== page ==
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In The Laryngoscope

OBJECTIVE : Access to otolaryngology is limited by lengthy wait lists and lack of specialists, especially in rural and remote areas. The objective of this study was to use an automated machine learning approach to build a computer vision algorithm for otoscopic diagnosis capable of greater accuracy than trained physicians. This algorithm could be used by primary care providers to facilitate timely referral, triage, and effective treatment.

METHODS : Otoscopic images were obtained from Google Images (Google Inc., Mountain View, CA), from open access repositories, and within otolaryngology clinics associated with our institution. After preprocessing, 1,366 unique images were uploaded to the Google Cloud Vision AutoML platform (Google Inc.) and annotated with one or more of 14 otologic diagnoses. A consensus set of labels for each otoscopic image was attained, and a multilabel classifier architecture algorithm was trained. The performance of the algorithm on an 89-image test set was compared to the performance of physicians from pediatrics, emergency medicine, otolaryngology, and family medicine.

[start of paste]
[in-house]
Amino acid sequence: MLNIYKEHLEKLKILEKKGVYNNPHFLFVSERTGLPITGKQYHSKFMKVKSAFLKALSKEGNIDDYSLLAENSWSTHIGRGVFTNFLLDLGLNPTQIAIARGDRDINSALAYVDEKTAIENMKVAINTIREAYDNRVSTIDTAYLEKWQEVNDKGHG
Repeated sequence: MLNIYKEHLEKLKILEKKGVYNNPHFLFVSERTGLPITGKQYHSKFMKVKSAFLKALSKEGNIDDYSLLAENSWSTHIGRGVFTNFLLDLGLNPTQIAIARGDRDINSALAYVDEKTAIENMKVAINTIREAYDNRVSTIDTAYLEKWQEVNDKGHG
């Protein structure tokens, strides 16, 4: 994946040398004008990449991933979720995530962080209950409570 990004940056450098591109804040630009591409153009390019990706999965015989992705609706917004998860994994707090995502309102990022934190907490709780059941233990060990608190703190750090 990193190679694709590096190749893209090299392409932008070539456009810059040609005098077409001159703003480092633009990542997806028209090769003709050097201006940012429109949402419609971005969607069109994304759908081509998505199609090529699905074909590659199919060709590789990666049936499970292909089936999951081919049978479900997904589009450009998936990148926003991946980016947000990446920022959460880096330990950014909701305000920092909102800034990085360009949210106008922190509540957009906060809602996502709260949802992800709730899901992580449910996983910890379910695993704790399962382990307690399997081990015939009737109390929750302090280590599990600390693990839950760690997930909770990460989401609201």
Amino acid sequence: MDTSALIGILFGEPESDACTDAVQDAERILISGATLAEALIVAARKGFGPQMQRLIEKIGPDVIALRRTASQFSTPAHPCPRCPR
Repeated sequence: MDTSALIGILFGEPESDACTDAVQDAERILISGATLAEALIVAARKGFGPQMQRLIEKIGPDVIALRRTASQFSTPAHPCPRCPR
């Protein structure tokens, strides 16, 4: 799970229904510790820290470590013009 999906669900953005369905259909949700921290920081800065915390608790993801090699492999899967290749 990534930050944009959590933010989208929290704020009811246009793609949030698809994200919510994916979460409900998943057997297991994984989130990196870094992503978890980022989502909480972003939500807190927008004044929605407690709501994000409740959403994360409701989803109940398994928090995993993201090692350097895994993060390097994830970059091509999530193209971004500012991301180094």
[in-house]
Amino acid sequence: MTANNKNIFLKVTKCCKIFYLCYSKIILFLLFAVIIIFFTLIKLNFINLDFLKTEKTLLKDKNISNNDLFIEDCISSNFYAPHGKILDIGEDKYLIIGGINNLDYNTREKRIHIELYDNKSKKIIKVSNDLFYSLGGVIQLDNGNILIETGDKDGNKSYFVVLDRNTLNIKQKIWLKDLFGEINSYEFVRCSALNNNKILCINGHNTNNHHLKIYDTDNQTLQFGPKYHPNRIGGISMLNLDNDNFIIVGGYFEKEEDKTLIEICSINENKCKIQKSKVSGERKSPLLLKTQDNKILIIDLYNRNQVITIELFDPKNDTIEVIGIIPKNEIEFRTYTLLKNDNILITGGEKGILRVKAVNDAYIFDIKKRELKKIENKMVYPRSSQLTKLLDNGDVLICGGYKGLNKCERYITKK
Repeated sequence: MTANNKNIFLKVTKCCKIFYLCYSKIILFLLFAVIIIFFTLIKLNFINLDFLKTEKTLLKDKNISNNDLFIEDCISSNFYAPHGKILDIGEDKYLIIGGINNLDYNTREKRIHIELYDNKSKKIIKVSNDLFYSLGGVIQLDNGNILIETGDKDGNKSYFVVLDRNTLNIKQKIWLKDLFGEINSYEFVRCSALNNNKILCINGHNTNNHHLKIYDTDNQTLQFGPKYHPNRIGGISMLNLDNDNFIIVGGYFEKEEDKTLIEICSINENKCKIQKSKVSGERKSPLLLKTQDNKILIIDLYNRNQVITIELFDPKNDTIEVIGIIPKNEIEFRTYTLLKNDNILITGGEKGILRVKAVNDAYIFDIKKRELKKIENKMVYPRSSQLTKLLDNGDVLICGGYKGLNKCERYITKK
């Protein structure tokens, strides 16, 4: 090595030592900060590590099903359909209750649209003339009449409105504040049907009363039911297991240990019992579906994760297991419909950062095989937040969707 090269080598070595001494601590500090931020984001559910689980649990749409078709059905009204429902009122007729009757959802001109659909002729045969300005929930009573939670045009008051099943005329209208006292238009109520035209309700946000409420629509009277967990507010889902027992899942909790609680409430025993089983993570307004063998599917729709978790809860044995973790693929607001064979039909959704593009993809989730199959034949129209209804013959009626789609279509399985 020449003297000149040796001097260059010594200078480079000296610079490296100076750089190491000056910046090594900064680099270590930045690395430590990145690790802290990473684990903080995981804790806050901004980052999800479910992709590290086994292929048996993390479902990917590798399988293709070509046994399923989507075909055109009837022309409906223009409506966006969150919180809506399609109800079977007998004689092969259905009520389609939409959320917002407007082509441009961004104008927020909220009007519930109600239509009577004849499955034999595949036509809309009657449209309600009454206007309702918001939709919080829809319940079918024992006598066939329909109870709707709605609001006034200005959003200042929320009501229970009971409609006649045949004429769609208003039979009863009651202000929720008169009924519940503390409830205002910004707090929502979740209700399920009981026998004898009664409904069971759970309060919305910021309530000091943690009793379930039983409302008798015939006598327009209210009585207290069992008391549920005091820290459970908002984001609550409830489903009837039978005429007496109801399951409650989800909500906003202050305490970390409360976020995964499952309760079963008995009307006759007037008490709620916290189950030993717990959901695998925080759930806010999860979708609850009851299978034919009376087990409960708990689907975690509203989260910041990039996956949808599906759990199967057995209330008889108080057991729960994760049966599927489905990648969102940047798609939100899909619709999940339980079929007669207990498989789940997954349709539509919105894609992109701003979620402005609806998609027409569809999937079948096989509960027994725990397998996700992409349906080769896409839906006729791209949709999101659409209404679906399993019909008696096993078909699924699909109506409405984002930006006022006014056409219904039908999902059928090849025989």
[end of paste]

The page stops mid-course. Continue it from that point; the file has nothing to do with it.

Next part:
RESULTS : For all diagnoses combined, the average precision (positive predictive value) of the algorithm was 90.9%, and the average recall (sensitivity) was 86.1%. The algorithm made 79 correct diagnoses with an accuracy of 88.7%. The average physician accuracy was 58.9%.

CONCLUSION : We have created a computer vision algorithm using automated machine learning that on average rivals the accuracy of the physicians we tested. Fourteen different otologic diagnoses were analyzed. The field of medicine will be changed dramatically by artificial intelligence within the next few decades, and physicians of all specialties must be prepared to guide that process.

LEVEL OF EVIDENCE : NA Laryngoscope, 2019.

Livingstone Devon, Chau Justin


Computer vision, artificial intelligence, diagnosis, machine learning, otoscopy